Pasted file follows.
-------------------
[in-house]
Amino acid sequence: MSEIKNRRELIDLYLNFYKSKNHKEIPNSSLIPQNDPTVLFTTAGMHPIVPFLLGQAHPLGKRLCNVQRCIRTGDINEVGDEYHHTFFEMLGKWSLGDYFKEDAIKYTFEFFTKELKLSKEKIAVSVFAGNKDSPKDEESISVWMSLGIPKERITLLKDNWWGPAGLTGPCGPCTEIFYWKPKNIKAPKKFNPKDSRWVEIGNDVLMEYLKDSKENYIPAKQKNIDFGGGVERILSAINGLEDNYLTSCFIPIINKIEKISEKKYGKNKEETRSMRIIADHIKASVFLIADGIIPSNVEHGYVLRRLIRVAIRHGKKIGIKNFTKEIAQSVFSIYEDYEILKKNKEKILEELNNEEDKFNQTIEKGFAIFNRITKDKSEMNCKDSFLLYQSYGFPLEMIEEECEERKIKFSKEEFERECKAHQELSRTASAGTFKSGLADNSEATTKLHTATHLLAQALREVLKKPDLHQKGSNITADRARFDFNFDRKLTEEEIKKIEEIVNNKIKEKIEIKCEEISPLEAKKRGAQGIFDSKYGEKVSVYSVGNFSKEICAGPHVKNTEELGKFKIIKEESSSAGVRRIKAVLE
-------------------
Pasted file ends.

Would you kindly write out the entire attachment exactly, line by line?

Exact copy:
[in-house]
Amino acid sequence: MSEIKNRRELIDLYLNFYKSKNHKEIPNSSLIPQNDPTVLFTTAGMHPIVPFLLGQAHPLGKRLCNVQRCIRTGDINEVGDEYHHTFFEMLGKWSLGDYFKEDAIKYTFEFFTKELKLSKEKIAVSVFAGNKDSPKDEESISVWMSLGIPKERITLLKDNWWGPAGLTGPCGPCTEIFYWKPKNIKAPKKFNPKDSRWVEIGNDVLMEYLKDSKENYIPAKQKNIDFGGGVERILSAINGLEDNYLTSCFIPIINKIEKISEKKYGKNKEETRSMRIIADHIKASVFLIADGIIPSNVEHGYVLRRLIRVAIRHGKKIGIKNFTKEIAQSVFSIYEDYEILKKNKEKILEELNNEEDKFNQTIEKGFAIFNRITKDKSEMNCKDSFLLYQSYGFPLEMIEEECEERKIKFSKEEFERECKAHQELSRTASAGTFKSGLADNSEATTKLHTATHLLAQALREVLKKPDLHQKGSNITADRARFDFNFDRKLTEEEIKKIEEIVNNKIKEKIEIKCEEISPLEAKKRGAQGIFDSKYGEKVSVYSVGNFSKEICAGPHVKNTEELGKFKIIKEESSSAGVRRIKAVLE